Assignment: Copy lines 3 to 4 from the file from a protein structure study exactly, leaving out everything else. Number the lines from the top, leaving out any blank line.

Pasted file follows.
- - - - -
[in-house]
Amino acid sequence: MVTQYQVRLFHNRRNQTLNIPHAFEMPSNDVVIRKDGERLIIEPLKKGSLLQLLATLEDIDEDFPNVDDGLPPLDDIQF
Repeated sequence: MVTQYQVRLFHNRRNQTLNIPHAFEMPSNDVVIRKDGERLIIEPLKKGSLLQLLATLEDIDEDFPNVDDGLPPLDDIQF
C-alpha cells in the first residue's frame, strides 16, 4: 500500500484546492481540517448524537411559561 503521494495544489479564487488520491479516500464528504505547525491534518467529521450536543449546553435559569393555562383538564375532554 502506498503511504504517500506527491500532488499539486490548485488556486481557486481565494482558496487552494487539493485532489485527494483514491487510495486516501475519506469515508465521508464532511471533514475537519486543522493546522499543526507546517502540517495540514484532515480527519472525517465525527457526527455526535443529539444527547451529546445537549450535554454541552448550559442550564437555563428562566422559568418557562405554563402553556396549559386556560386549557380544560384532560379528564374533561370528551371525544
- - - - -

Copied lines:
Repeated sequence: MVTQYQVRLFHNRRNQTLNIPHAFEMPSNDVVIRKDGERLIIEPLKKGSLLQLLATLEDIDEDFPNVDDGLPPLDDIQF
C-alpha cells in the first residue's frame, strides 16, 4: 500500500484546492481540517448524537411559561 503521494495544489479564487488520491479516500464528504505547525491534518467529521450536543449546553435559569393555562383538564375532554 502506498503511504504517500506527491500532488499539486490548485488556486481557486481565494482558496487552494487539493485532489485527494483514491487510495486516501475519506469515508465521508464532511471533514475537519486543522493546522499543526507546517502540517495540514484532515480527519472525517465525527457526527455526535443529539444527547451529546445537549450535554454541552448550559442550564437555563428562566422559568418557562405554563402553556396549559386556560386549557380544560384532560379528564374533561370528551371525544